Modest Tree demonstrated the capabilities of Modest3D at the National Defence Advanced Learning Technologies working group at the end of February. After the demonstration the attendees were free to experience the power of the suite on their own and in no time members of the group, most with no programming or animation expertise, were building interactive 3D content.  Mr. Bill Railer, Senior Staff Officer of Learning Technologies for the Canadian Defence Academy, was so impressed by the power of Modest3D technology that he stated “Modest3D appears to not only provide DND with state of the art Learning content but if done properly it will result in cost savings, increased production rates and provide a substantial impact towards training modernization.”

“We are excited to be working closely with the Canadian military” said CEO Saman Sannandeji. “Our team has worked extremely hard to build a first rate product and their efforts are validated when we see this kind of overwhelming response to our product.”

About Modest Tree

Modest Tree is a company based in Halifax, Nova Scotia delivering a 3D content development suite that enables users to create interactive lessons using 3D models. The company was founded by Saman and Emily Sannandeji and Steven Vermeulen to meet the need in the industry for effective and less costly 3D courseware production.

For Further Information:

Emily Sannandeji, CMA

Chief Operating Officer

 Modest Tree Media Inc.

esannandeji@modesttree.com

T: (902) 233-2309

                

N.S. Launches 4 Sandbox Projects


The Nova Scotia government announced Wednesday that it would fund four “sandboxes” – places where students and others can get together, swap business ideas and collaborate on forming startups – at groups of post-secondary institutions.

All four winners are groups of institutions so they can pool their resources and enhance the opportunities for collaboration. The goal is to establish physical spaces supported by entrepreneurial programs where members of the university and college communities can work together to generate new businesses.

The teams are:

•Island Sandbox, comprising Cape Breton University and the Nova Scotia Community College Marconi campus;

•Community Sandbox, made up of Saint Mary’s University, NSCAD University and Mount Saint Vincent University;

•Nova Scotia Agriculture Sandbox, which includes Dalhousie University’s agriculture campus, Acadia University and the Perennia Innovation Centre;

•And the Information and Communications Technology Sandbox, comprising Dalhousie, Saint Mary’s, NSCAD and Volta Labs.

“The announcement today is a recognition that things have to change,” said Premier Stephen McNeil in announcing the new program at Pier 21 in Halifax. “But it’s also a recognition that there are assets in the province that we can collaborate around to build a better future. “

The government will give each group $150,000 per year for as many as three years, after which, they are expected to pay their own way.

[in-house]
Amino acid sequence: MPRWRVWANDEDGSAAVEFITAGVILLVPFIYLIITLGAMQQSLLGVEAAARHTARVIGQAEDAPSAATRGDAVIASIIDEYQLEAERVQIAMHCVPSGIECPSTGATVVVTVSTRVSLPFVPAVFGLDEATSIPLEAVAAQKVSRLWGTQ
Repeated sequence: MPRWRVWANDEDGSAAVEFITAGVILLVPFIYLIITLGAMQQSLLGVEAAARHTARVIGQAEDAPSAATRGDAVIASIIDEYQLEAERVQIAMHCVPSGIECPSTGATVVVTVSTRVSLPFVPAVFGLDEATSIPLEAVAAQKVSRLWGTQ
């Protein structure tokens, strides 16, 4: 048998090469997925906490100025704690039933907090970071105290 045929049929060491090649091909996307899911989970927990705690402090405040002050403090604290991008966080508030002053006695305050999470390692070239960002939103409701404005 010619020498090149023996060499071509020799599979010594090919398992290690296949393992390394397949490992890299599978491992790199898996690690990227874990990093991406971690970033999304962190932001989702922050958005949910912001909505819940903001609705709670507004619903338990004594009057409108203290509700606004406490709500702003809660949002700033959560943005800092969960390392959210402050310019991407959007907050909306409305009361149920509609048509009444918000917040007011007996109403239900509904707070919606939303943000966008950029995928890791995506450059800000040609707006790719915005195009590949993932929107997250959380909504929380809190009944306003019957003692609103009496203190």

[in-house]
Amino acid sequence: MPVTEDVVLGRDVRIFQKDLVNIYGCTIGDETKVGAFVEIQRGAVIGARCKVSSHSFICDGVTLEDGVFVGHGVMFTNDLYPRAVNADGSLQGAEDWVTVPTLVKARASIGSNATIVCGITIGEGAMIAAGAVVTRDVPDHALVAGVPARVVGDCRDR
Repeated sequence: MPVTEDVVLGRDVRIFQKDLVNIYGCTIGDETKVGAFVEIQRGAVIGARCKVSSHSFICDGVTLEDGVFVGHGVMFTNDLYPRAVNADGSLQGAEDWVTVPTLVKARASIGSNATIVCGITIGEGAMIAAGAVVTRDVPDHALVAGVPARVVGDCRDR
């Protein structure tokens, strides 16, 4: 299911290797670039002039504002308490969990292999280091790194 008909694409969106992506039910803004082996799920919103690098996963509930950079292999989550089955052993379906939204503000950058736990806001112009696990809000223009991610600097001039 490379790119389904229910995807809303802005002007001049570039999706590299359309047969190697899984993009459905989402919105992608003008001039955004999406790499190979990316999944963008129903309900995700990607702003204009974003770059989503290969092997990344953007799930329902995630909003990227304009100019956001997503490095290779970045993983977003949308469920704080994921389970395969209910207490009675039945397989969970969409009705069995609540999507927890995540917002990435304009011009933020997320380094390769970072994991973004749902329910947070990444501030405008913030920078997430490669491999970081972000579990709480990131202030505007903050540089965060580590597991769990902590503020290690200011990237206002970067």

The idea for Sandboxes came about last year at the government’s Innovation Summit, at which Eric Grimson, who was then the Chancellor of the Massachusetts Institute of Technology, described the sandboxes at his institution. The province asked for proposals from post-secondary institutions late last year, and the four winners ended up being collaborative efforts between institutions.  (Disclosure: I did a bit of consulting work with the government on the criteria for the proposals.)

The Island and Community teams consolidate resources in the province’s two urban areas, and will hopefully draw in more students and profs to work together on projects.

The agricultural sandbox will build on work already under way at the three institutions involved to encourage farm-based entrepreneurship and innovation. Acadia, for example, has recently hosted a Startup Weekend-style of event to bring in agricultural entrepreneurs.

The ICT group has the potential to draw on key skills from the parties involved – the entrepreneurial mentorship of Volta, Dal’s computer science faculty, St. Mary’s international business proficiency and the design capabilities of NSCAD.  Jevon MacDonald, one of the founders of Volta, noted that the startup incubator is already benefitting from the university community.

“Most of the startups coming into Volta are started by or employ graduates from post-secondary institutes,” he said. “What we want to be part of is going into the schools and …  bringing them the resources they need.”

Dalhousie already has a sandbox up and running in that the Starting Lean program has an open office where students can gather to work on businesses. 

Atlantic Venture Forum Set for June


The second annual Atlantic Venture Forum, taking place in Halifax on June 17 and 18, will emphasize the development of relationships between Atlantic Canada and the northeastern United States.

Critical Path Group, the Calgary operation that organizes the event, announced this week that the keynote address at the forum will be delivered by Dan Park, a vice-president at Azure Capital Partners in Silicon Valley. The Canadian native is responsible for evaluating investment opportunities across Canada and has spent time in New York City and on the West Coast.

The inaugural Atlantic Venture Forum last year focused on developing ties between Atlantic Canadian startups and investors from outside the region. It included pitches from 20 startups, of which Oris4 and The Rounds, both of Halifax, were recognized for their superb presentations.

It also featured the launch of Canadian Entrepreneurs in New England, a resource group for Canadian startups in the Boston area. The launch served to highlight the traditional relationship between Atlantic Canada and New England — a feature the organizers hope to emphasize even more this year.